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The bridge at Roana

The bridge of Roana (ph: Roberto Costa Ebech).

The bridge of Roana (ph: Roberto Costa Ebech).

The problem of the connection between Canove and Roana overcoming the Val d’Assa took a long public debate in the late 19th century, and led to the drawing by Eng. Aurelio Slaviero and subsequent approval in 1894 of the draft of a new bridge. The beginning of the works were delayed, however, by the friction between the two villages, and thus on August 14, 1895 a crowd of Roana’s women led by Togna Turca, the “Cimbrian woman” mentioned in an inscription on the bridge, and described by Mario as “a beautiful, lively and long-tongued woman, with dark hair and blue eyes,” reached the town hall, situated as it is today in Canove, and held it under siege.

The events as reconstructed by Rigoni Stern from some chronicles of the time were very lively: “The guards and the soldiers made a barrier, but the women overwhelmed them. The soldiers returned to the charge and Togna began to curse and swear like a devil in hell. She untied her bodice up to the stomach and said, “Shoot at this chest!” In front of that white splendour the soldiers were dazzled, then she sat in the chair of the President saying, “Out of here! We command here, this is our building.” The week after the municipality gave the assurance that the works would soon be started, and in fact they began in 1896, but they were very slow and lasted until 1906. The bridge was 135 meters long, with a maximum height of 80, and it cost half a million lire of the time.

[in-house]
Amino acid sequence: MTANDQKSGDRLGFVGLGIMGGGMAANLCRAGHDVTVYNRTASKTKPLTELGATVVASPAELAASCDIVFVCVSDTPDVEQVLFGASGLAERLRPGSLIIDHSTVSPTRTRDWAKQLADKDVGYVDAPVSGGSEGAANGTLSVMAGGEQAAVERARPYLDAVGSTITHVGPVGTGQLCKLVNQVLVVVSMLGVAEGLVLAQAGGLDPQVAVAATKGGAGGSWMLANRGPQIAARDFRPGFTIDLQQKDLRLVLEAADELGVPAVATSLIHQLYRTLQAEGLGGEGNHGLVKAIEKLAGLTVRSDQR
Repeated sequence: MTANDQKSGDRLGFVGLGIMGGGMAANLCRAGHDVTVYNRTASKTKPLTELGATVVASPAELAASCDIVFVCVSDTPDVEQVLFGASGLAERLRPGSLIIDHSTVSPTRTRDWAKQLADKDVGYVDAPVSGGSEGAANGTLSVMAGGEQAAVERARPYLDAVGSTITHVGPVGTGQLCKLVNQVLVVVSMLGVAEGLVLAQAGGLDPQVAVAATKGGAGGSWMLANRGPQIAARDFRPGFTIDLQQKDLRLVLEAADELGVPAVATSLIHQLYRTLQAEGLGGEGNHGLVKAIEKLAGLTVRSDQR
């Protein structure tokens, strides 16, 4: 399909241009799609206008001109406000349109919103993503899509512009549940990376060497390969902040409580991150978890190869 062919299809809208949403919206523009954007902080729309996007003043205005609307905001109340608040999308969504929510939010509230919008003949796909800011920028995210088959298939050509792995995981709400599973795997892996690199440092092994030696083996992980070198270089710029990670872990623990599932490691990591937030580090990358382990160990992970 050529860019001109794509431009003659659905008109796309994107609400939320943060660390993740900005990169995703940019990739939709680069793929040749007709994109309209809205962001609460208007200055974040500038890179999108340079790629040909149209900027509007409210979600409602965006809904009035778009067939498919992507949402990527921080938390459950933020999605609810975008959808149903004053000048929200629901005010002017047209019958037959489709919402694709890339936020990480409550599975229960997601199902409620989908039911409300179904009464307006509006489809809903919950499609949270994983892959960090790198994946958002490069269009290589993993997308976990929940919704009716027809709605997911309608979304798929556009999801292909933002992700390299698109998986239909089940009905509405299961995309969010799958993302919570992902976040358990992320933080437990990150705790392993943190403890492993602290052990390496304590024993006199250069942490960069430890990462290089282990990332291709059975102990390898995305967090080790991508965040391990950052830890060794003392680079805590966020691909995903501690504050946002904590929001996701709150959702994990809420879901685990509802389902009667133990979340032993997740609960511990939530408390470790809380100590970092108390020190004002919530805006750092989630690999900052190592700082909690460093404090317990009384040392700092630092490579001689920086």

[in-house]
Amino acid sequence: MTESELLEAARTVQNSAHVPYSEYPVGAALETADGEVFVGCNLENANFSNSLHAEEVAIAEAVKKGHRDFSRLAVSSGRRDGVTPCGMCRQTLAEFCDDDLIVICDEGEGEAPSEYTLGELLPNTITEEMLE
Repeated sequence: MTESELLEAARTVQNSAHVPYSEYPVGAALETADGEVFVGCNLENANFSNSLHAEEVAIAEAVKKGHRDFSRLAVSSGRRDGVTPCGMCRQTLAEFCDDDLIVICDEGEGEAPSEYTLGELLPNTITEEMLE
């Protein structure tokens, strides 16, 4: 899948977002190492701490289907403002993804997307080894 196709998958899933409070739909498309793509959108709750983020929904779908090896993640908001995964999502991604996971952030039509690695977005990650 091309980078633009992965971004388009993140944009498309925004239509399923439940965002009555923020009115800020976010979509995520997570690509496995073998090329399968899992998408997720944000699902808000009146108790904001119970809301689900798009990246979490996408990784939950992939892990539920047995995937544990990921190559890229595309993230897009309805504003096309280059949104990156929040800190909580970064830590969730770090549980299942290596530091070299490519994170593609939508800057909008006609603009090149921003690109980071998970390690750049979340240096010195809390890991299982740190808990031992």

However, it remained active for only a decade, because on May 22, 1916 the Italian troops retreating due to the pressure of the Strafexpedition blew up the bridge. The Austrians partially rebuilt it, but the final reconstruction had to wait until September 24, 1923, when the bridge, in reinforced concrete with three arches, was inaugurated by Benito Mussolini himself. Some aviators, the first being Arturo Ferrarin in 1915, passed under its arches with their plane.

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